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Letter to Councilman LaBonge
Real People as Fictional Characters
Female Actors, Part Two
One Culture Hero Award
Adelante Gay Pride Gala
Best Work of Fiction?
Tom of Finland: Sexual Liberator or Enslaver
Lying Writers
Review of The Man Who Invented Rock Hudson
Promiscuous Thoughts
A Crime of the Heart
A Letter to Michael Silverblatt
"Have you no decency, sir?"
Political Incorrectness: Female Actors and Trojans
He Hugged Moms and Dads
What is a Girly Man?
Review of Eats, Shoots & Leaves: The Zero Tolerance Approach to Punctuation
From Sunset Boulevard to Mulholland Drive
The Gay Mammies
A Writer Protests
Review of Beyond Paradise: The Life of Ramon Novarro
A Spirit Preserved in 'Amber'
The Supreme Court Case
Review of Live from Golgotha: The Gospel According to Gore Vidal
Review of Lost Years: A Memoir 1945-1951 by Christopher Isherwood
Review of Out For Good
Review of Hoyt Street: an Autobiography
Review of Sergei Eisenstein: A Life in Conflict.
Review of Places Left Unfinished at the Time of Creation
Review of Whores for Gloria
Muscles and Mascara
Review of "Blonde"
Brother Paul, Sister Jan, Brother Hinn, God and the Folks
Advice to the Next Generation
Sins of the Fathers
Beatin' Around the Bush

Cruise Not Gay! The Judge Has Spoken

The Horror, The Horror
LA--a Cliché?
Dominick, Mark & Orenthal
Holy Drag!
Ms. Hill & Mr. Tom
Mrs. guy Ritchie 
Supreme Court 
Tom Cruise 
New Times Article 

A Writer Protests

December 17, 1991

Ms. Elsa Dixler
Literary Editor
"The Nation"
72 Fifth Avenue
New York, New York 10011

Dear Ms. Dixler:

During the 1960's and into the 70's I wrote many articles and book reviews for The Nation, for Mr. Carey McWilliams, editor at the time. Several of those articles were about a subject that greatly interested him, Mexican-American culture. I'm proud to have written extensively for such a fine man and journal.

My new novel, The Miraculous Day of Amalia Gómez, issued in late September by Arcade/Little, Brown, describes a day in the life of a Mexican-American woman living with her family in Los Angeles today, amid the bigotry, poverty, gang wars, police raids. Since my book also explores Amalia's early years in El Paso, Texas, my own hometown, some chapters employ material, now fictionalized, that was included in my Nation articles.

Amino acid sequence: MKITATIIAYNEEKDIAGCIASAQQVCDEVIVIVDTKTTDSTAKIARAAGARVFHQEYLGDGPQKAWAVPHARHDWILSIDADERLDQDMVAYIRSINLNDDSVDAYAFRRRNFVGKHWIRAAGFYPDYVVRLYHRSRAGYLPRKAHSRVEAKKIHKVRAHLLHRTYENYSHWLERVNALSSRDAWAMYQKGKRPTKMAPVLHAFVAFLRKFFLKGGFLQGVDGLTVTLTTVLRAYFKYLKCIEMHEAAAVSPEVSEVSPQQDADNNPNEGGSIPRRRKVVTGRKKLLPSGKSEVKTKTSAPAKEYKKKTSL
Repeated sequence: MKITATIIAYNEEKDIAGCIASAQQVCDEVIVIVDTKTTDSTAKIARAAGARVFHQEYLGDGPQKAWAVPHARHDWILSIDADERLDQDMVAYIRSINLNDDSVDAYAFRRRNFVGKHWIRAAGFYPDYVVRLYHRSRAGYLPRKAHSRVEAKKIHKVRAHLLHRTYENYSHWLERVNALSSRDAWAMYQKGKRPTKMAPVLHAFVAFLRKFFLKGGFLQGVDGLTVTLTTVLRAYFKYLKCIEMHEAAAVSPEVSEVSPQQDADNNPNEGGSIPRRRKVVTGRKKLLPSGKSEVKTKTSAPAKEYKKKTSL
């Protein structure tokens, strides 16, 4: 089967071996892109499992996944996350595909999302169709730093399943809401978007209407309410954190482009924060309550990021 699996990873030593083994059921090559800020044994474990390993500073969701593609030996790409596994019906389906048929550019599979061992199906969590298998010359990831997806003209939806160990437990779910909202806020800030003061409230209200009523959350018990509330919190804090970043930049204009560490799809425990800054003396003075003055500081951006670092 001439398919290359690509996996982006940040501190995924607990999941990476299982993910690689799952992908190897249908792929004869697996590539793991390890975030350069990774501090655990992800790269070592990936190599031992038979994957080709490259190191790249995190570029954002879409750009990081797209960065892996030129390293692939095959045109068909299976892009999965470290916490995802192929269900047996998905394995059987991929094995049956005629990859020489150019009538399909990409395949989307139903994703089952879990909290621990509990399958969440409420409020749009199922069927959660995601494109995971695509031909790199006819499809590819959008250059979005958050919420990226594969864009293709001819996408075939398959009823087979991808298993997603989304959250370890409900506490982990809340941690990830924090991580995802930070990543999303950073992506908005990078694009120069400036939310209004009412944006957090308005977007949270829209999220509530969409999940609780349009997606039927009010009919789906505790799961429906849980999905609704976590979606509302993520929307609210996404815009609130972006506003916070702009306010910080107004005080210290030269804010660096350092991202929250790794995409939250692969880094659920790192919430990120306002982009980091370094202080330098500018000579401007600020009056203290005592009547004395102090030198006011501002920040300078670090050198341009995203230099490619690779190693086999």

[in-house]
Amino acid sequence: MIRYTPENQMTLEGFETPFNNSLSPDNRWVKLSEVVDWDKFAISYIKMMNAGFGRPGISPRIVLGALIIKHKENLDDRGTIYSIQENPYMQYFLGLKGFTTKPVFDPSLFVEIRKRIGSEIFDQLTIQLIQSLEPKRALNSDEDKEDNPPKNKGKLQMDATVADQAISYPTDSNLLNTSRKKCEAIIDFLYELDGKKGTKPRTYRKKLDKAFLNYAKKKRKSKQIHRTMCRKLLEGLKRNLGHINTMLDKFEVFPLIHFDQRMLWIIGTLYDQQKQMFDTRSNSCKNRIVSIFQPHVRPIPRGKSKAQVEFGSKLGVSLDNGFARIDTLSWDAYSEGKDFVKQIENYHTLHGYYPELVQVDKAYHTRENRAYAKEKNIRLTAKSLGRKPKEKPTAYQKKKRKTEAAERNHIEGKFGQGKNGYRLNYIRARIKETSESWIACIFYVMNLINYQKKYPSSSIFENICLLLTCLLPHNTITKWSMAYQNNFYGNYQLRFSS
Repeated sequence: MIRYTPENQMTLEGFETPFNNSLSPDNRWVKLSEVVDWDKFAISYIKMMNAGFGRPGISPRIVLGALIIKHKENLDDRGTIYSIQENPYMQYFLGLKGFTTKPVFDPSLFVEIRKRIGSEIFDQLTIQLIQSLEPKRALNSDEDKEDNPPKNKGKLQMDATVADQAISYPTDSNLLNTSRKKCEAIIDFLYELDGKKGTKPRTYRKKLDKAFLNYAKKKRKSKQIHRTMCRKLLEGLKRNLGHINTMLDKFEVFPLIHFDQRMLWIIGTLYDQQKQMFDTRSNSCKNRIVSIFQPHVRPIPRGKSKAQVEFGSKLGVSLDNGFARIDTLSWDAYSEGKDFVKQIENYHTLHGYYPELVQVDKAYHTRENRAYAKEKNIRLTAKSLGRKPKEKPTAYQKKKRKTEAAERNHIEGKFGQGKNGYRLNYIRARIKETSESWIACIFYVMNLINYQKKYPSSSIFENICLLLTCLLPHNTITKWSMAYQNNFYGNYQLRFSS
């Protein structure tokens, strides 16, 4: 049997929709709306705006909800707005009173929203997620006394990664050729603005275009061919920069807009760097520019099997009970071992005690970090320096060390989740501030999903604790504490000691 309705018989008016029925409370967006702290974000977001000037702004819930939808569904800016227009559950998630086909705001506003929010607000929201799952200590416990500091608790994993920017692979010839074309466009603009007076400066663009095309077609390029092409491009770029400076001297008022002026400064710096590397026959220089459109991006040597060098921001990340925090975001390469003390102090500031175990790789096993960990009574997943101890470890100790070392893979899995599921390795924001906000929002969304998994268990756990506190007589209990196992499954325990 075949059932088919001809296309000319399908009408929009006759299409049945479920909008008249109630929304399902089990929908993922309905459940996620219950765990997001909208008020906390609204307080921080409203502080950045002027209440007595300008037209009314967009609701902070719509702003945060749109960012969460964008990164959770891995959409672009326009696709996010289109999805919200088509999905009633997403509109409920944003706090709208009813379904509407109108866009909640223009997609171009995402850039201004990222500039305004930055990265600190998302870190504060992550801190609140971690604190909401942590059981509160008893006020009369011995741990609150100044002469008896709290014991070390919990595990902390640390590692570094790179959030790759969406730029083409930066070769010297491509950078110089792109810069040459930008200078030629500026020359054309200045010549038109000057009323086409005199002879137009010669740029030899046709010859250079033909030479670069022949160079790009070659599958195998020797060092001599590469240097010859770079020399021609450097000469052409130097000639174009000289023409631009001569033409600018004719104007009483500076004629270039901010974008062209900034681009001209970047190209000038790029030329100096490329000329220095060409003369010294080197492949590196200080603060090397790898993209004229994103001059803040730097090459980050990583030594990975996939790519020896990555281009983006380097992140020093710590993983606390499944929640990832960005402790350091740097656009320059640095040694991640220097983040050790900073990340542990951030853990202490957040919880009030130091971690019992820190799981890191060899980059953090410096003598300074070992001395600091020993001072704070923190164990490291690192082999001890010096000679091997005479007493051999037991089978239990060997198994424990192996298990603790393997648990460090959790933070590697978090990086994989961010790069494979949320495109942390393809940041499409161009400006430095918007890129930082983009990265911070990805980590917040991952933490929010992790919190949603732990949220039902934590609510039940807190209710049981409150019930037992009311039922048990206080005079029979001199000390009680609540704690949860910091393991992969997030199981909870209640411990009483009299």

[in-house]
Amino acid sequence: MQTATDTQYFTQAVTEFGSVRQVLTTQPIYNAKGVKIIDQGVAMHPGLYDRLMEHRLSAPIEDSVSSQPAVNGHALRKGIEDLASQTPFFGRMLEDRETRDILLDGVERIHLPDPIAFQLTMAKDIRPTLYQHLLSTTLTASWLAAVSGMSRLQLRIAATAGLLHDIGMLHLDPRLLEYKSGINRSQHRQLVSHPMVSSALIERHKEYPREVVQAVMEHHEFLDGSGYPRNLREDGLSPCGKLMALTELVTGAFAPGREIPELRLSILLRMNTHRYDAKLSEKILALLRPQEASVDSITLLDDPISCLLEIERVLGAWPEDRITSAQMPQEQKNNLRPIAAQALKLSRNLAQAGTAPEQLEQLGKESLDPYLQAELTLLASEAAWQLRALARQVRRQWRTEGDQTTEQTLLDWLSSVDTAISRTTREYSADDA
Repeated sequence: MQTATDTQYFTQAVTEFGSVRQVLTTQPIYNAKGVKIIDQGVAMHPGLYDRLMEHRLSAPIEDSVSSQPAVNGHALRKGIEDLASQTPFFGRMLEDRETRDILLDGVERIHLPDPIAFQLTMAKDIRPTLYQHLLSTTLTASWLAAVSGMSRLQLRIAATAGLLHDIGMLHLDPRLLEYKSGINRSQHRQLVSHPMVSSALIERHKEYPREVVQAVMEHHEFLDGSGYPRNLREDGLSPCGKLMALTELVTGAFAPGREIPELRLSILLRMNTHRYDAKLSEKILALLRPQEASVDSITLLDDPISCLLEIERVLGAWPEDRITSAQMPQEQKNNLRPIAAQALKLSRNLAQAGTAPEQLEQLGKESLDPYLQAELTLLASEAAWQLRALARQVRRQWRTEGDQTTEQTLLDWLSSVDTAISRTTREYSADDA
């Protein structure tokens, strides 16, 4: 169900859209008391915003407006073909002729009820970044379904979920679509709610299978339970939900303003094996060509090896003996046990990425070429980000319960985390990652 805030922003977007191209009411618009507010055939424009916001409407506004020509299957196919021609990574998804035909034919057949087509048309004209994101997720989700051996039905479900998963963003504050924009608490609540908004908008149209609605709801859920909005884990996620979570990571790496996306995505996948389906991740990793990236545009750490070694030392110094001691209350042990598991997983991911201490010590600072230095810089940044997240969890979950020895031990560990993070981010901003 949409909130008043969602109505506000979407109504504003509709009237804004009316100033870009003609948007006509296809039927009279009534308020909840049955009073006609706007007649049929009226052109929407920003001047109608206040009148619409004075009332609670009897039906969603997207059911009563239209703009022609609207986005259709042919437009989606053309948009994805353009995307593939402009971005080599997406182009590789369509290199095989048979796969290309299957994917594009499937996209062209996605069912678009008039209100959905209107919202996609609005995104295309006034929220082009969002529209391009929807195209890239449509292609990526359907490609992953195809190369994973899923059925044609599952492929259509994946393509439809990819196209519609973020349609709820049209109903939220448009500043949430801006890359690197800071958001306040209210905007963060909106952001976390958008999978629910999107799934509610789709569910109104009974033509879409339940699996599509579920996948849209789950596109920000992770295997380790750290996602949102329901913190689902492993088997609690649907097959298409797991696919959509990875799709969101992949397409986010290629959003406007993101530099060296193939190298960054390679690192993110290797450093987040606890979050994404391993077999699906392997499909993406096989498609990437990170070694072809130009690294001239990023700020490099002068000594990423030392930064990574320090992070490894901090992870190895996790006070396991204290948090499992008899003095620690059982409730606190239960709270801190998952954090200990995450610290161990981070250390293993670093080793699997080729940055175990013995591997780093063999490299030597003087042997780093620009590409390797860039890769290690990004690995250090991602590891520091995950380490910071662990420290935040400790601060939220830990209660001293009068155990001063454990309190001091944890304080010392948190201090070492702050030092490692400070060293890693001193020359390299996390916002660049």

Wherever it's been reviewed, my book has received high praise and its timeliness has been commented on. Two notable exceptions--where my novel has not been reviewed--are The Nation and The New York Times Book Review.

About the latter: Several prominent literary persons have written to the editor calling attention to my book. These persons include Carolyn See and Earl Shorris, both of whom write frequently for the NYTBR. (Indeed, last year Mr. Shorris wrote an essay front-paged there and titled "In Search of the Latino Writer," in which he mentioned me prominently.) Despite this support, no review has appeared in the NYTBR.

Or in The Nation. And so just in case the advance galleys and the review copy previously sent to you did not manage to reach you, I'm enclosing another copy of my The Miraculous Day of Amalia Gómez in the hope that you'll consider it a book worth bringing to the attention of your readers.

I've long lamented that my once-prominent association with

The Nation halted with new editors, for reasons unknown to me.

I do look forward to your response.

Yours truly,

John Rechy

P.S. I'm sending a copy of the novel, too--with a letter--to Mr. Art Winslow, since I'm not sure who assigns reviews now.

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